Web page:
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We also utilised KEGG pathway analysis to address higher-level functions associated with organism behaviours and cellular processes from our sequencing data. In our survey of existing data, the target gene function of up-regulated miRNAs mainly involved the following functions: (1) MAPK signalling, (2) focal adhesion signalling, (3) insulin signalling, (4) leukocyte transendothelial migration, (5) TGF-beta signalling, (6) cytokine-cytokine receptor interactions, (7) adherens junction adipocytokine signalling, and (8) Wnt signalling. Meanwhile, the target gene function of down-regulated miRNAs mainly involved the following functions: (1) MAPK signalling, (2) long-term depression, (3) insulin signalling, (4) SNARE interactions in vesicular transport, (5) gonadotropin-releasing hormone (GnRH) signalling, (6) long-term potentiation, (7) TGF-beta signalling, and (8) regulation of the actin cytoskeleton (Fig. 8). The significant enrichment of pathways associated with insulin signalling and TGF-β signalling indicated that genes with functions potentially relevant to the pathogenesis of NAFLD are targeted by the detected miRNAs [39]. Furthermore, target genes of the up-regulated miRNAs were found to be involved in cytokine-cytokine receptor interactions and the adipocytokine signalling pathway (Fig. 8). Taken together, this information demonstrates that the up-regulated and down-regulated miRNAs co-regulate genes involved in the pathogenesis of NAFLD.

Fig. 8

Pathway analysis based on miRNA target genes. Significant pathways targeted by up-regulated (A) and down-regulated (B) miRNAs. The vertical axis is the pathway category, and the horizontal axis is the pathway enrichment.

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Discussion

NAFLD is a multifactorial disease that is predominantly regulated by genetic predisposition coupled with environmental factors [40]. Insulin resistance and abnormal lipid metabolism have been accepted as the main driving force behind this disease process. Additionally, inflammation, apoptosis and oxidative stress all play critical roles in NAFLD. The growing application of high-throughput technology has brought miRNAs into focus as potentially important mediators of NAFLD.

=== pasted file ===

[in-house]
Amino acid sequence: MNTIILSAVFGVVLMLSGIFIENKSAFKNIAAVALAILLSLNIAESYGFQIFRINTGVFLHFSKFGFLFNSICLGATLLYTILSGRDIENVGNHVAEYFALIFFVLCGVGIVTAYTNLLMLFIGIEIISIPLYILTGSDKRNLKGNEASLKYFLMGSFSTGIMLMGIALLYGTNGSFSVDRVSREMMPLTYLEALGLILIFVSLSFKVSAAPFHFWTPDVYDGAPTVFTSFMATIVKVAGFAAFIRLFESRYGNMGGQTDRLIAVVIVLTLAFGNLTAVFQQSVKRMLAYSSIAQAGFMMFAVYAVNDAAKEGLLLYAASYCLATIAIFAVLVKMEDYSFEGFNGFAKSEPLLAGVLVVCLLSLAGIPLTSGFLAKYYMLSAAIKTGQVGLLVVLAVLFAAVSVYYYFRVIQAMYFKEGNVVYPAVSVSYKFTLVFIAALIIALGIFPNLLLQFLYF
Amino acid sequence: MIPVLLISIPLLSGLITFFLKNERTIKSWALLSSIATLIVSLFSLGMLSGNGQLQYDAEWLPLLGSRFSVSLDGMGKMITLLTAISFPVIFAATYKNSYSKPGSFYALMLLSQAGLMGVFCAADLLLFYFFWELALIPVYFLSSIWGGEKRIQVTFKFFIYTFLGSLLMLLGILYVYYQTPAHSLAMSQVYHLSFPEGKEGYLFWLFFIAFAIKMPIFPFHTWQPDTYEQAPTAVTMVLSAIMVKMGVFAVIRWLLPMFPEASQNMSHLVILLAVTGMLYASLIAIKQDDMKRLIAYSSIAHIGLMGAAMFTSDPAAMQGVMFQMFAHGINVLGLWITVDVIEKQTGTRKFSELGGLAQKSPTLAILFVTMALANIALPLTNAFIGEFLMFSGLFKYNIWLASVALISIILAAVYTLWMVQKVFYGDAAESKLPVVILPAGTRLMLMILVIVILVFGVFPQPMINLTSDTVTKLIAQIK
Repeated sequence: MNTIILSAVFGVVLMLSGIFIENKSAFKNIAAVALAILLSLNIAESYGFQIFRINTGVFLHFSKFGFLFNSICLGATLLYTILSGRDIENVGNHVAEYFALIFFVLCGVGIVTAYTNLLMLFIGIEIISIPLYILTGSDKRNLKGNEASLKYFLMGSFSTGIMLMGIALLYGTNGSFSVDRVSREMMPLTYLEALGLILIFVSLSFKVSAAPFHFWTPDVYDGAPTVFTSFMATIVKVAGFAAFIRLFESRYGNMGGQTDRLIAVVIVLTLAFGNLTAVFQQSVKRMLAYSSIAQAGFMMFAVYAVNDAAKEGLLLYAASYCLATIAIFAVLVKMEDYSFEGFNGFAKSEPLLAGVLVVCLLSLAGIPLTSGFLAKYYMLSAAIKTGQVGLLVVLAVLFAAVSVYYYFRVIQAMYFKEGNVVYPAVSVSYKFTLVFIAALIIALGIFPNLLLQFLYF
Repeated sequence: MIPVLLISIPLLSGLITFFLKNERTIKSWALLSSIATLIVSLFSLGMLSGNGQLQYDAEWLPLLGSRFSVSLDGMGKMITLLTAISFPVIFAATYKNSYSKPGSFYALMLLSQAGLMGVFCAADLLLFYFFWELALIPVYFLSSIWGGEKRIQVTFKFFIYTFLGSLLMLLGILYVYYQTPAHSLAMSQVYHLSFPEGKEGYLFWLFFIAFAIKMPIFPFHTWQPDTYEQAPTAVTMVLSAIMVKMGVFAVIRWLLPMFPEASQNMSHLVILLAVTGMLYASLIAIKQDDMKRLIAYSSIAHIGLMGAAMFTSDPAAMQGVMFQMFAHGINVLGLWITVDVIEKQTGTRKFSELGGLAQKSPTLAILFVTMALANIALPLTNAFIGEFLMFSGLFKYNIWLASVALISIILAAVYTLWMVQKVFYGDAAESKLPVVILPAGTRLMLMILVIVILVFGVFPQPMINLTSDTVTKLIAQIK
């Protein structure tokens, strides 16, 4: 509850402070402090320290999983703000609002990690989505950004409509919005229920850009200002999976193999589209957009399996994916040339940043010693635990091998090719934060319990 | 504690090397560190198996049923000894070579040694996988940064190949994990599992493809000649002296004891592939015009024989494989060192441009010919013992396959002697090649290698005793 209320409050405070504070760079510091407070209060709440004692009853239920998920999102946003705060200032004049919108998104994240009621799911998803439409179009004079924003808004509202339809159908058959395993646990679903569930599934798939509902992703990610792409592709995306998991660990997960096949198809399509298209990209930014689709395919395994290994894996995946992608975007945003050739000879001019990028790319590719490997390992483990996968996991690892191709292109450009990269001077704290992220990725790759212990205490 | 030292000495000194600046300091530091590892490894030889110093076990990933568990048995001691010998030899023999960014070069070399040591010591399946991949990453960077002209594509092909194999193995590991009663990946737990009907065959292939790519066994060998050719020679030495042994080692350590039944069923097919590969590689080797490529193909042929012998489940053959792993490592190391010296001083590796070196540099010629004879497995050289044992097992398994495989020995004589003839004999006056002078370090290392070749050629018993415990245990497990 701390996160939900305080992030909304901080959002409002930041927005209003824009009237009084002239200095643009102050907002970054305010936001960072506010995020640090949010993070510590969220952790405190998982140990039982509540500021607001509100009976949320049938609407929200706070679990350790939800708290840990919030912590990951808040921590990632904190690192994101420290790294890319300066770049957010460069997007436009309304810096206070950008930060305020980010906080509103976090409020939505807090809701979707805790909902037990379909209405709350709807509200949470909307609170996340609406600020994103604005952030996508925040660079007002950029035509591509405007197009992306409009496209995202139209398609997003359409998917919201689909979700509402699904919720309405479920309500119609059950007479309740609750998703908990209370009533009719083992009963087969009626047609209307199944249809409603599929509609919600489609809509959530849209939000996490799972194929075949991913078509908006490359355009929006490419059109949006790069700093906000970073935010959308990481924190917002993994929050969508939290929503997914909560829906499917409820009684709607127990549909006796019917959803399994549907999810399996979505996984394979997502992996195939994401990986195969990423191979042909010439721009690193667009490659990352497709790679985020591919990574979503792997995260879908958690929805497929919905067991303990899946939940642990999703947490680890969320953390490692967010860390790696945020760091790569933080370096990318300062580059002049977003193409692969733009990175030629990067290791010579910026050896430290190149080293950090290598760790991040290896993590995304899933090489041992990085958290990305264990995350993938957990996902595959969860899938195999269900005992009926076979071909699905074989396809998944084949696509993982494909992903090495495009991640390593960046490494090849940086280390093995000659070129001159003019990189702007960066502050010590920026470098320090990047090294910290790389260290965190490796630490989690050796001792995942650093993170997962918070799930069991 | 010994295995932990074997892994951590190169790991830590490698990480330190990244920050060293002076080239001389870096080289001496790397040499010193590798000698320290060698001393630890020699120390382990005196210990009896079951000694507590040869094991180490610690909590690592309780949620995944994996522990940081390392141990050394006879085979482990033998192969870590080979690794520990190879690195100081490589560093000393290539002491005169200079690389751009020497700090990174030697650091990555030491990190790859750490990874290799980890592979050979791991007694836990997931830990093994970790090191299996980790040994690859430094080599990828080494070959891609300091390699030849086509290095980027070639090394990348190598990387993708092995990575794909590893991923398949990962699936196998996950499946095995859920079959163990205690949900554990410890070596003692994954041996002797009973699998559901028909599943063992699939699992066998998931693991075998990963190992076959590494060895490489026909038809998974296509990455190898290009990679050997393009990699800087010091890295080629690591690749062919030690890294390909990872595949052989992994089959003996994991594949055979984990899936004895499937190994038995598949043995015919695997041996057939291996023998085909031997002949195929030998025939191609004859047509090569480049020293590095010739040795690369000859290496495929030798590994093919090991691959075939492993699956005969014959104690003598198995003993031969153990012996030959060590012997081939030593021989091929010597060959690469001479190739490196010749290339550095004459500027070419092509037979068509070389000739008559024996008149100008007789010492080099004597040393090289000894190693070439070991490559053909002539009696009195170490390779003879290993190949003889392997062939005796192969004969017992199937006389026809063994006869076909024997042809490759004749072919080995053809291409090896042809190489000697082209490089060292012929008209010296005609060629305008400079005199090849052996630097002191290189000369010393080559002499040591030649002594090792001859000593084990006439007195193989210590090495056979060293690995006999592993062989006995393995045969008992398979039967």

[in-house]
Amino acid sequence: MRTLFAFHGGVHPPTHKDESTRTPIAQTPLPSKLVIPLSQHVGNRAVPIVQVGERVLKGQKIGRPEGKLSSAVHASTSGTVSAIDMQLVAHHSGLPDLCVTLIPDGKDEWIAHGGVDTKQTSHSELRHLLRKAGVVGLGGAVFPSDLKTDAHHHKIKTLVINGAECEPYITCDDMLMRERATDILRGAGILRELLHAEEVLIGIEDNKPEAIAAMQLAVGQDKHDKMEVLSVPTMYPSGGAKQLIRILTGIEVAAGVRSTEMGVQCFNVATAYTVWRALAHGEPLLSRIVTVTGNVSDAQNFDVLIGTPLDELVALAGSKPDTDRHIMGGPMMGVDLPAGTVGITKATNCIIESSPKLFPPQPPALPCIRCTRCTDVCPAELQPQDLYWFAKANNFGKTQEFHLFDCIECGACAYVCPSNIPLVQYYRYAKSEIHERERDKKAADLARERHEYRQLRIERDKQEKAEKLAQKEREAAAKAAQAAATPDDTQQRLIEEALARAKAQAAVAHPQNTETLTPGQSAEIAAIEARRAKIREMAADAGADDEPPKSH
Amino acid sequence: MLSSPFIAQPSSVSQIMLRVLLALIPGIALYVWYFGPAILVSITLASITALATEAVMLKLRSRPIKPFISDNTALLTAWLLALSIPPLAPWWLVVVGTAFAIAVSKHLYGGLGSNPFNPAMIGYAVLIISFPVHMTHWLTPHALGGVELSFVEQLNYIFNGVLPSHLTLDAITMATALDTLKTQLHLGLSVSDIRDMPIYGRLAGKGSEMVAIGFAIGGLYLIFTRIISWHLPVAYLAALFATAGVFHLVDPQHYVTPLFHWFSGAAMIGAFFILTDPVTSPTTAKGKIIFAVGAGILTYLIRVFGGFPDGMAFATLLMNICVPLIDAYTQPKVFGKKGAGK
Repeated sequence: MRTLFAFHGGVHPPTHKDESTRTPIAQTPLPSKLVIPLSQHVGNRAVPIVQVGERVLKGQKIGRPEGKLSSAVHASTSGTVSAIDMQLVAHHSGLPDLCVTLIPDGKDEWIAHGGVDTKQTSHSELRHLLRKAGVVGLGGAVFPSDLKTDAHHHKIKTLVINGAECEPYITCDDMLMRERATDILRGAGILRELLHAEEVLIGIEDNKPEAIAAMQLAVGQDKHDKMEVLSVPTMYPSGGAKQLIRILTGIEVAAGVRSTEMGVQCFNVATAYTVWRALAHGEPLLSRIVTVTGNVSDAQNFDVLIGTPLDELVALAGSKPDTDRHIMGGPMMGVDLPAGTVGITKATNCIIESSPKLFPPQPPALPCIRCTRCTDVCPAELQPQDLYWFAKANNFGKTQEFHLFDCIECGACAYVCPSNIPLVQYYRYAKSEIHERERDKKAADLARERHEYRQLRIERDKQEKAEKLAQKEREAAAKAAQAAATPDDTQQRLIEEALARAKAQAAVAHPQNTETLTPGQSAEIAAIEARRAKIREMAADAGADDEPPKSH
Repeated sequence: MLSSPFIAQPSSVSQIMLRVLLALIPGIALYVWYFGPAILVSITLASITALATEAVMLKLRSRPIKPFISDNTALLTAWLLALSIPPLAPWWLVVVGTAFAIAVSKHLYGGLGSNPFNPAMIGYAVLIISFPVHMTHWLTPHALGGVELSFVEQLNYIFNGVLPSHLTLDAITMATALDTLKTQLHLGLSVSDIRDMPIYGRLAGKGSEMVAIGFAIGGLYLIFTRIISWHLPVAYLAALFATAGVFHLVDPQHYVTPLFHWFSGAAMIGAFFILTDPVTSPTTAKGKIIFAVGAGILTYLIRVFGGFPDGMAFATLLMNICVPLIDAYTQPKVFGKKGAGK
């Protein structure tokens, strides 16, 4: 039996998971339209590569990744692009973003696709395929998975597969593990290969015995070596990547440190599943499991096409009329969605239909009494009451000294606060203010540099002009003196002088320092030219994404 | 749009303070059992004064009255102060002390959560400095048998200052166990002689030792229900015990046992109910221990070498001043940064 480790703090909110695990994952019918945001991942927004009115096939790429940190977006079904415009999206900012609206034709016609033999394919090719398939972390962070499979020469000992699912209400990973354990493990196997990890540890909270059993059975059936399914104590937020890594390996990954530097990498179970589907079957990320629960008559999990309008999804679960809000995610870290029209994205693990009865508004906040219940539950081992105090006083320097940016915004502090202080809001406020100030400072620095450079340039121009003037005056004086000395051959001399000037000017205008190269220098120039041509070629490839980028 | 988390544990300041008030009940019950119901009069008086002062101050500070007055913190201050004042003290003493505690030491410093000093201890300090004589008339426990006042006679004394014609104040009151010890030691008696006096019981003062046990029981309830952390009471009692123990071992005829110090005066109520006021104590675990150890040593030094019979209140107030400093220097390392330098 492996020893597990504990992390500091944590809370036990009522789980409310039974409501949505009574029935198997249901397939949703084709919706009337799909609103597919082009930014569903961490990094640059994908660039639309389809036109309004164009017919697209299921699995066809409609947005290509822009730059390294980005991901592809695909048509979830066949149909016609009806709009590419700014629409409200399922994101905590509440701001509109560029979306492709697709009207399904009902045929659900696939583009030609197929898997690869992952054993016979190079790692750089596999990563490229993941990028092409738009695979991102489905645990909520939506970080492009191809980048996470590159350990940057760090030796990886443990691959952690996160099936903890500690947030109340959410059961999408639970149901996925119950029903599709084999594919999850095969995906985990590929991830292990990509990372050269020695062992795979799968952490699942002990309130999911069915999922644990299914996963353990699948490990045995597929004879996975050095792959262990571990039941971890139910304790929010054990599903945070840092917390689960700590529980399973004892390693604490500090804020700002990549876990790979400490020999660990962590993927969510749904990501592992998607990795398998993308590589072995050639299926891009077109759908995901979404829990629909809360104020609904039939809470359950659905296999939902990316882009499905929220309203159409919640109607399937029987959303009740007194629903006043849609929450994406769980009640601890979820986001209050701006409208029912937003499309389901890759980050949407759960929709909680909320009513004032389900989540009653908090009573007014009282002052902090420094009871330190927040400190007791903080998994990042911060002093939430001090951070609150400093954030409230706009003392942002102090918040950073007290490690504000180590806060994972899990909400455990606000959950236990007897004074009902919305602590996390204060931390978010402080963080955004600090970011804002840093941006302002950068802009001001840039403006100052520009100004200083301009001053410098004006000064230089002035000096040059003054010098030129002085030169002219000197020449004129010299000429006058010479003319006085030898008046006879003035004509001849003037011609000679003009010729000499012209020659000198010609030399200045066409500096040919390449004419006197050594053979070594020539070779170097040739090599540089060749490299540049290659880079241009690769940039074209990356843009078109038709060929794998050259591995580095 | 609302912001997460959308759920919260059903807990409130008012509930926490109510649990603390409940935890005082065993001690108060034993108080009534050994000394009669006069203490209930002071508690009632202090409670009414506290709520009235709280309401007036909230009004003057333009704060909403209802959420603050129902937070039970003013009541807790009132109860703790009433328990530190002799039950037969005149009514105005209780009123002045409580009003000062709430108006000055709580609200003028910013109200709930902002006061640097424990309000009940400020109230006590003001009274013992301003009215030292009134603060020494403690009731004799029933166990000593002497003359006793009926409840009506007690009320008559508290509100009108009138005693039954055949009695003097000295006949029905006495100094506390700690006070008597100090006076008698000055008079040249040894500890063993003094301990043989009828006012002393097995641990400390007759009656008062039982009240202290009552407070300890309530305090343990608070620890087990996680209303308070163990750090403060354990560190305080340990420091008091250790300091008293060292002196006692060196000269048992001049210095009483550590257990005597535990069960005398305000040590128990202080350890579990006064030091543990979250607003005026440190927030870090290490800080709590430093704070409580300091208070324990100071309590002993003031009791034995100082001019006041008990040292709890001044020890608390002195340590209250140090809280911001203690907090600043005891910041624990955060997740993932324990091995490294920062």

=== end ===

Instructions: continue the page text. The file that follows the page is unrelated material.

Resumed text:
There are several animal models of NAFLD, each with advantages and disadvantages [41]. Here, we adopted a commonly used nutritional model, which utilises a high-fat and high-cholesterol diet to induce fatty liver disease. Using this model, our animals developed visceral obesity and hyperlipidaemia after 4 weeks with high-fat feeding, in addition to hepatic steatosis as detected by liver histology. At the end of 12 weeks, the rats showed an abnormal hepatic enzyme spectrum, and histological analysis revealed the presence of hepatitis. All of the above data indicate that we were able to use a HFD to create a NASH model that reflects the major features of human NAFLD.

To identify the miRNA expression profile of NAFLD, we employed miRNA deep sequencing and validated selected, aberrantly expressed miRNAs by stem-loop RT-PCR. Compared to microarray platforms, the data obtained by deep sequencing is more precise and sensitive [42]. Furthermore, deep sequencing allows the prediction of novel miRNAs using bioinformatic algorithms; in this regard, we predicted more than 100 novel miRNAs that require further experimental verification (data not shown). Overall, there were 44 up-regulated miRNAs and 12 down-regulated miRNAs. Within the up-regulated group, the miR-200 family was the most notable. Interestingly, each member in this family, including miR-200a, miR-200a*, miR-200b, miR-200b*, miR-200c, miR-141 and miR-429, was significantly up-regulated in the NAFLD group. This finding is partially consistent with the characteristics of NAFLD previously observed in diet-induced Sprague-Dawley rats [43], ob/ob mice [43], methyl-deficient mice [44], and NASH patients [33]. In the report by Jin et al., miR-200b expression was increased in the early stages of NAFLD but was decreased in the inflammatory stage of disease [32]. In addition, miR-146 miRNAs (miR146a and miR-146b), first identified as immune system regulators, were also up-regulated [45]. In agreement with this result, miR-146b was reported to be overexpressed in humans with NASH [33]. However, three up-regulated miRNAs in our study (miR-880, miR-881 and miR-741-3p) were not previously reported. For the down-regulated group, miR-182 and miR-183 have been reported to exhibit decreased expression in rodents with alcoholic steatohepatitis and increased expression in mice fed a methionine choline-deficient diet [46]; these differences may be attributed to the different models of NASH. Another down-regulated miRNA, miR-451, was also shown to be decreased in diet-induced NAFLD [43], as well as in ob/ob mice [44]. Consequently, miR-200a/b/c, miR-146a/b, and miR-152 were chosen for further validation, and our validation experiment using the animal model of NASH revealed that the expression levels of the six miRNAs were increased during disease development. Our data also demonstrated that these selected miRNAs regulate the gene expression profile involved in NAFLD.